We’ve already uncovered that we have at least one rogue element floating around in our pattern: the ViewModel. “But wait; there’s more!” We can’t forget the real controller of our application: the Router. The Router is really like a Controller since it intercepts all incoming requests and dispatches to appropriate handlers. And this is really where it starts to break down. Note the terms I just used. I didn’t use “route to controllers, which then determine the appropriate methods to call.” I used entirely different terminology. If you break down most of these MVC frameworks, you will find something similar: a meta-programming mechanism for deconstructing all these pattern artifacts and turning them into handlers available for dispatch from the router. Don’t believe me? Look in your call stack the next time you debug one of these applications. You’ll see a glorious stack of meta-programming calls instead of the few, clean calls to your class-based implementation.


Router – Handler – Formatter

Let’s switch to the terms we actually use in describing what happens. I’ve listed them in the order they intercept a request, though we could switch them around and list them in the order in which they return a response. Isn’t that interesting? These pieces actually form a pipeline:

Request -> Router -> Handler -> Formatter -> Handler -> Router -> Response

This pipeline is listed in terms of handing off control. Most likely, your framework is tuned to let the Formatter write the formatted response directly back to the socket. However, many frameworks, such as ASP.NET Web API, let you return a value that the framework will later serialize and write to the socket. In other cases the framework may buffer the socket actions so it can intercept and manipulate headers, etc.


As I was building the presentation I linked above, I started writing minimal implementations of web apps in F# for TodoBackend, a site showcasing server-side Todo application APIs. I wrote examples in ASP.NET Web API, a little DSL I wrote called Frank, and an implementation using only the Open Web Interface for .NET (OWIN). The OWIN implementation was intended to show the maximum LOC you would have to write. I was surprised that it was rather close to the other implementations, longer by only 30-40 LOC.

The OWIN implementation surprised and delighted me. I was amazed at how simple it was to write a for-purpose routing mechanism without a proper Router implementation. I had built a light wrapper around the ASP.NET Router for Frank, but the combination of F#’s Active Patterns and System.ServiceModel.UriTemplate provided a nice, explicit, and still comparatively light and powerful mechanism for composing a Router.

Aside: Please note I’m not stating we should absolutely throw away all routing libraries. I merely want to point out that 1) what we are doing in web applications is primarily routing to handlers and 2) routers are not all that complicated, so you shouldn’t think you _need_ a routing library.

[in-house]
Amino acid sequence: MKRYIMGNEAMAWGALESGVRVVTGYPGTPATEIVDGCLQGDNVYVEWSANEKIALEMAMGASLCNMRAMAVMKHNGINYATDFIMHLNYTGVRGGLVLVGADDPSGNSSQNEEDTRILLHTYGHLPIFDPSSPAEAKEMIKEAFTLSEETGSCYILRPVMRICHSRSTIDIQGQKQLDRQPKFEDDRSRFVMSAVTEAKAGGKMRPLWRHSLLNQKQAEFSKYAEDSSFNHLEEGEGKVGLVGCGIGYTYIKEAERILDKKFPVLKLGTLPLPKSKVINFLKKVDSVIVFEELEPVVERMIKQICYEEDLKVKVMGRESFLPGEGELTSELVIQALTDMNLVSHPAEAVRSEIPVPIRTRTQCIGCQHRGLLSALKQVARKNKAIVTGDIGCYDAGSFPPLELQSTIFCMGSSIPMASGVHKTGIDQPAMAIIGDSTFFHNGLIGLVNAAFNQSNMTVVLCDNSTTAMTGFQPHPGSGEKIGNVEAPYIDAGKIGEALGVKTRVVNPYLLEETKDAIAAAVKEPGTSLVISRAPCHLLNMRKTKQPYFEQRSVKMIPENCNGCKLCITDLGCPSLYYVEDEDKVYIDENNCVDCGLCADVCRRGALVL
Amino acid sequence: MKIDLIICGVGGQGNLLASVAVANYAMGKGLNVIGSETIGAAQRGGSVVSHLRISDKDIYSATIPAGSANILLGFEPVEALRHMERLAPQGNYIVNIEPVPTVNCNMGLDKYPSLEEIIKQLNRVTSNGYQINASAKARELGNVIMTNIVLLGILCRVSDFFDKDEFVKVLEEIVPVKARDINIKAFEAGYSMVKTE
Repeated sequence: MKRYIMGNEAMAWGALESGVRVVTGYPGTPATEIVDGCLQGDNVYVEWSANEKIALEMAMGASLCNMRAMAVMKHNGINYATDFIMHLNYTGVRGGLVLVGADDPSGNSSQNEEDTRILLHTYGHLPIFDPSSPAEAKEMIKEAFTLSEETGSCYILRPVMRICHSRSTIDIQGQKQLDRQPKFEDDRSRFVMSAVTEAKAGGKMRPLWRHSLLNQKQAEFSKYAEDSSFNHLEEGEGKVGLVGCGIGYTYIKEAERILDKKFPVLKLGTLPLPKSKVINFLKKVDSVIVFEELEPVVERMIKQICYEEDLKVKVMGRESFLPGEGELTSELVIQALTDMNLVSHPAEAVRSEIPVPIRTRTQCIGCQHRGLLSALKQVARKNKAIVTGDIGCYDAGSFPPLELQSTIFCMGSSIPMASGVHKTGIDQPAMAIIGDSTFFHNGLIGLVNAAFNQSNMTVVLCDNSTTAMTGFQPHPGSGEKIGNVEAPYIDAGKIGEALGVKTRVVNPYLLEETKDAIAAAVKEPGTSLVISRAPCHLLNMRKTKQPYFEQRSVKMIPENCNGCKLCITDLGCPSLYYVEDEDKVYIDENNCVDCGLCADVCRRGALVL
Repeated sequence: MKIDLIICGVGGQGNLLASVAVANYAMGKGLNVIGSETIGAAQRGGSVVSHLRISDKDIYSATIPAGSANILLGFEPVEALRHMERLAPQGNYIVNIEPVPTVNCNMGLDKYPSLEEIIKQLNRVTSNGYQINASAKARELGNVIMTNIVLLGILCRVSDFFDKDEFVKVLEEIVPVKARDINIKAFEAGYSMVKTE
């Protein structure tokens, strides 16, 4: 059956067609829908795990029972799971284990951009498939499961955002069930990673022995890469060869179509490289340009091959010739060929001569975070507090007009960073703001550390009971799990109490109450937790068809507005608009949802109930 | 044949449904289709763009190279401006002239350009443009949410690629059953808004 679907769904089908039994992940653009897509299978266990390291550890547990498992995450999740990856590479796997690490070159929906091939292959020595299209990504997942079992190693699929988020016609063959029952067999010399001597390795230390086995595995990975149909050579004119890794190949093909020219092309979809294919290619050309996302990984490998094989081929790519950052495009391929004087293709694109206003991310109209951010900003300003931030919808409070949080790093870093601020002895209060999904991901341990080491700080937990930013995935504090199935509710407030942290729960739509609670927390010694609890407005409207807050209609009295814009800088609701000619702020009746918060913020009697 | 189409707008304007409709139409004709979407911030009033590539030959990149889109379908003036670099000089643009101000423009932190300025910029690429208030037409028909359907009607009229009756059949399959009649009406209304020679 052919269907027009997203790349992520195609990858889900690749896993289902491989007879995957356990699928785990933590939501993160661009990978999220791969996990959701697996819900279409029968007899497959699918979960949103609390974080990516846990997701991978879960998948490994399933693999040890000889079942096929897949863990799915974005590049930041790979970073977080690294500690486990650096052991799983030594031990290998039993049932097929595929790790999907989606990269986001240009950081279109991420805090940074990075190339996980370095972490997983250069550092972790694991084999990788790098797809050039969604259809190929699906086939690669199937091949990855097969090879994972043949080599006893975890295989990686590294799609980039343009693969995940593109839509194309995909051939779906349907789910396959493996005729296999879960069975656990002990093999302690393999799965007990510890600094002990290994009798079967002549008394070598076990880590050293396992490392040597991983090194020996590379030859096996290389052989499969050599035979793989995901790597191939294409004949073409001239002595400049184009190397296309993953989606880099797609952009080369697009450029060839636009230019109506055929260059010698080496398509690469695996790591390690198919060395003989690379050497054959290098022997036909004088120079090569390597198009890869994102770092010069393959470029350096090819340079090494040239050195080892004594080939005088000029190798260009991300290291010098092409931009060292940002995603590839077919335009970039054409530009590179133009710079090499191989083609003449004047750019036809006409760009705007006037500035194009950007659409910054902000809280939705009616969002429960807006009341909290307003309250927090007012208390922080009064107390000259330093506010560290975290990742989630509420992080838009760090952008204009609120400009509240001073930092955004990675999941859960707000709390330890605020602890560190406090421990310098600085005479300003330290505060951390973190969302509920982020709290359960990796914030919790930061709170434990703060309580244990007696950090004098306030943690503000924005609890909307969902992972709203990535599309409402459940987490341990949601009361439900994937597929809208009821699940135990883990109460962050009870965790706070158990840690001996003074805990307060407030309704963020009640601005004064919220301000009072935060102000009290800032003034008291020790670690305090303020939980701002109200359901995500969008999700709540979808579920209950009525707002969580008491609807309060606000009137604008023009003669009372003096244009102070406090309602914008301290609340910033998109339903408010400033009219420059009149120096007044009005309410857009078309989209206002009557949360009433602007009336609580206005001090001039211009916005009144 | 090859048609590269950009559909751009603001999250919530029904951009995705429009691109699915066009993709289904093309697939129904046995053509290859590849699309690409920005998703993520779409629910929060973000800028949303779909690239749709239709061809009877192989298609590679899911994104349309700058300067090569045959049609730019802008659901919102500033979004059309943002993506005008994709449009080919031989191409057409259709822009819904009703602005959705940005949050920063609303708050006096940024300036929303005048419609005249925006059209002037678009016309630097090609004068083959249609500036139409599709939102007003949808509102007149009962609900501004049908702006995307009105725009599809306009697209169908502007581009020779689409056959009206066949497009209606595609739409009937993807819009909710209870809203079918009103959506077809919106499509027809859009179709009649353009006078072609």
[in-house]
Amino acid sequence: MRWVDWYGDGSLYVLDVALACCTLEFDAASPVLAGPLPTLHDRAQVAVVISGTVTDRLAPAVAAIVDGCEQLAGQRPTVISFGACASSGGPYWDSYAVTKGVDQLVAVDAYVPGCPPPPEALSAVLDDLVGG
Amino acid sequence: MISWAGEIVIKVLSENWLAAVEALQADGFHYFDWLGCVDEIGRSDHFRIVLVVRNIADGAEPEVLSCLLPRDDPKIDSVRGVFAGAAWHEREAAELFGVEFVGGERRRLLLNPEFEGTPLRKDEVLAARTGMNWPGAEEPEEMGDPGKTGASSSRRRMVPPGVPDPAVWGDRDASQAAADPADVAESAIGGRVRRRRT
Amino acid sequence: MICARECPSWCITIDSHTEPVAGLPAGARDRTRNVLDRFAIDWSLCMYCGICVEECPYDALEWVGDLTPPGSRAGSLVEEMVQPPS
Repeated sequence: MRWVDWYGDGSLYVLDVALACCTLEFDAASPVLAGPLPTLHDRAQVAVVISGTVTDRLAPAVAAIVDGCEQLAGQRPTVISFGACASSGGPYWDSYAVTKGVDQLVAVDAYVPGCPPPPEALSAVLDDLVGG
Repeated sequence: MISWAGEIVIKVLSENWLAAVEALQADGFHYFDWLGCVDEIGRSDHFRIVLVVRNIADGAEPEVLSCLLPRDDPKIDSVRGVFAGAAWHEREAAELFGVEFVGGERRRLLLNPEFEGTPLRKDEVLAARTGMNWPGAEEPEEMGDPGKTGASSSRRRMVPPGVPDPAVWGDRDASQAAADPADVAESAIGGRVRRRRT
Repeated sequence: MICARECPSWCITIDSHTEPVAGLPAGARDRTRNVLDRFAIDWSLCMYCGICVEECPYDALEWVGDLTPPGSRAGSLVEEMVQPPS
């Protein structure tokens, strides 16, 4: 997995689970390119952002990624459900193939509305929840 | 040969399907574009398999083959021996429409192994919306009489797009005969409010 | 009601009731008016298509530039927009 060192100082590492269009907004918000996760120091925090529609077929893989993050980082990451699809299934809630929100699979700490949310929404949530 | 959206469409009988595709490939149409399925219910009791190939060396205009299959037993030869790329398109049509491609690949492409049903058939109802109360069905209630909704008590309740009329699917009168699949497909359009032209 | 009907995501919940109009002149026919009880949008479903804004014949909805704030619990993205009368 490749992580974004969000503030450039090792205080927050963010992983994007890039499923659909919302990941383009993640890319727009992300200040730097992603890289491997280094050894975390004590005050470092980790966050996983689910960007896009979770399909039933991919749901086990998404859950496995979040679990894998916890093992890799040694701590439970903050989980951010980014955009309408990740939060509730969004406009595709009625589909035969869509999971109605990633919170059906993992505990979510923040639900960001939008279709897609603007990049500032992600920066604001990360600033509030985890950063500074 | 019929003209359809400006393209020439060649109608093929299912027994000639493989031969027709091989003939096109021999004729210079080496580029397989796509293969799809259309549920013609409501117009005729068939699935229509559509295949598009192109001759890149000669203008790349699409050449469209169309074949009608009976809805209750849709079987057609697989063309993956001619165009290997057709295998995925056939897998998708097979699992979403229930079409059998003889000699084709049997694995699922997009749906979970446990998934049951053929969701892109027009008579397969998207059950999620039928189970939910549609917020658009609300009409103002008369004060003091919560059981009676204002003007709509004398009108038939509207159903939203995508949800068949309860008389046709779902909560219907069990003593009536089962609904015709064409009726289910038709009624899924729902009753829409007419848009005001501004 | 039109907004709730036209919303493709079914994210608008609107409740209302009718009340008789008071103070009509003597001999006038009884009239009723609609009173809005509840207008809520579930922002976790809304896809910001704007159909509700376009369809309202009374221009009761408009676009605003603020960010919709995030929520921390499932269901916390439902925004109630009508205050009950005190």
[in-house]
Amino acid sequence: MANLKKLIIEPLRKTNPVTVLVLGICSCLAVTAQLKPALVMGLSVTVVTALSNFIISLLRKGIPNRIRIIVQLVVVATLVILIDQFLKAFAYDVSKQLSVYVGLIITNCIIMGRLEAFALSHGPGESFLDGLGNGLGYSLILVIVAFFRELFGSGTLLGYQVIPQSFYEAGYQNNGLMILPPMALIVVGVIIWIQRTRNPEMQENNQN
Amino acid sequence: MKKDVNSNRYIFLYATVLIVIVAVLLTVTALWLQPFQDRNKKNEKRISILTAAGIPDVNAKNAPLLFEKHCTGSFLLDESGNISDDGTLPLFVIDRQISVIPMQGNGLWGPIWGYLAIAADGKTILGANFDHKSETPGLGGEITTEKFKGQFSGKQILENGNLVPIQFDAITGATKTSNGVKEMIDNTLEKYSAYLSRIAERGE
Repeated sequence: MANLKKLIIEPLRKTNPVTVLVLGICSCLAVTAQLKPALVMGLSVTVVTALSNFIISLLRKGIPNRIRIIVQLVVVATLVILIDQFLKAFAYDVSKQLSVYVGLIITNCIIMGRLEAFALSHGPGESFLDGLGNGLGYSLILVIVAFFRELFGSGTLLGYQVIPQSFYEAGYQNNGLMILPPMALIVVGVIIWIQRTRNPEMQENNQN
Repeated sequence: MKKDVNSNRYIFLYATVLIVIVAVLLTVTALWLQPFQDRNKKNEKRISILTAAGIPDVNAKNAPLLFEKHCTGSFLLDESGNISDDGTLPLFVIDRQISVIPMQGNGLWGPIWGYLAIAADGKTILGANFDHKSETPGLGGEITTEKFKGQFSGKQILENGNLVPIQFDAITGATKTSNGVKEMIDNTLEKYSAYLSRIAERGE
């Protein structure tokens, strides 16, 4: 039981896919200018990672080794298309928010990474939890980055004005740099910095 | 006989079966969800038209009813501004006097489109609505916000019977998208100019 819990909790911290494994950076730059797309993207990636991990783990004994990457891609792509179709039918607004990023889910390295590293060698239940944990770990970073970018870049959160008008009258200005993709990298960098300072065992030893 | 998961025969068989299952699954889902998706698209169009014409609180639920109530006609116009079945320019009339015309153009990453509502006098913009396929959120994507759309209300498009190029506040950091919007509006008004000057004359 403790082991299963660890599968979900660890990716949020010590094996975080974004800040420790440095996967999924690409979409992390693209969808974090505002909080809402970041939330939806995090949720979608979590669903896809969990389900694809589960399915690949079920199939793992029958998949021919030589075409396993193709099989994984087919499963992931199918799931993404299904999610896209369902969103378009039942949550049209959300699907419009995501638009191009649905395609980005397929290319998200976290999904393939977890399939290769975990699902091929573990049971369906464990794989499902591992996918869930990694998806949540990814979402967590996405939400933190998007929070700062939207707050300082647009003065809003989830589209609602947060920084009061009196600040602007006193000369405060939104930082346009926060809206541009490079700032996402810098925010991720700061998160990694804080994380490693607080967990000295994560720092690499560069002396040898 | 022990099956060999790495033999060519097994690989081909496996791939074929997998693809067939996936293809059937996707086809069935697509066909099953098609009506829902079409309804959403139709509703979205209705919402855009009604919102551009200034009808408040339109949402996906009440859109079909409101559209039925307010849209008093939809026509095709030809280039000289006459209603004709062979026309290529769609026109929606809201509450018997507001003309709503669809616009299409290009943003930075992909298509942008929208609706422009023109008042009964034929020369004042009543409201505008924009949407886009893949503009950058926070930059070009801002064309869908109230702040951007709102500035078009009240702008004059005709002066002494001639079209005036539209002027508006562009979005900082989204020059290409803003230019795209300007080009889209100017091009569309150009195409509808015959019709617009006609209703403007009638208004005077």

FWIW, were I to recommend a routing library to F# web developers, I would suggest [Suave]( I’ve really come to enjoy its flexibility.


We’ve covered the non-MVC part of MVC frameworks. What about the others? I’m not entirely certain about the Model aspect, to be fair. I think the ASP.NET MVC team took a good approach and left it out of the core, which is interesting in that they really provided a VC framework. Already the “MVC” pattern has broken down.

What about Controllers then? Controllers are typically classes with handler methods, as we said above. There’s that Handler word again. It’s worth noting that the core of ASP.NET contains an IHttpHandler interface that ASP.NET MVC builds on, as well. So let’s take a deeper look at a Handler, shall we?

The simple OWIN router I showed above calls simple functions. Here they are:

If you were to ignore all the machinery built into Controller base classes to support the meta-programming-heavy MVC pattern, you would find something like this at the bottom of the call stack. Ultimately, you need to pass in some things from the Request, look up some data, transform it to a representation, and return it with headers, etc. It’s all relatively simple, really.

However, there’s a trade-off to using simple functions: they are now easily re-used in different parts of a router. I don’t particularly find this a problem, but if you were to shove hundreds of these functions next to each other in a single file, you might run into a maintenance problem since the function signatures are almost all identical.

I think the class-based approach has some nice benefits, though, I do prefer the function-based approach. With a class, you can collect related things together and take advantage of compilers to prevent re-using the same method name with similar parameters. Unfortunately, almost all real MVC frameworks work around these potential safety measures with their meta-programming capabilities and use of attributes. Oh, well.

Aside: I’m sure some of you are wondering about the model binding support that turns query string and form parameters into typed arguments. I don’t really know where those fit in this, so I’m adding them to this aside. While model binding seems to work okay, I can’t think of an application where I didn’t run into problems with it. I found it easier and hardly more effort to manually deserialize query strings and payloads using simple functions. These are often quite easy to reuse across multiple handlers/controllers, and you again gain explicit control. YMMV.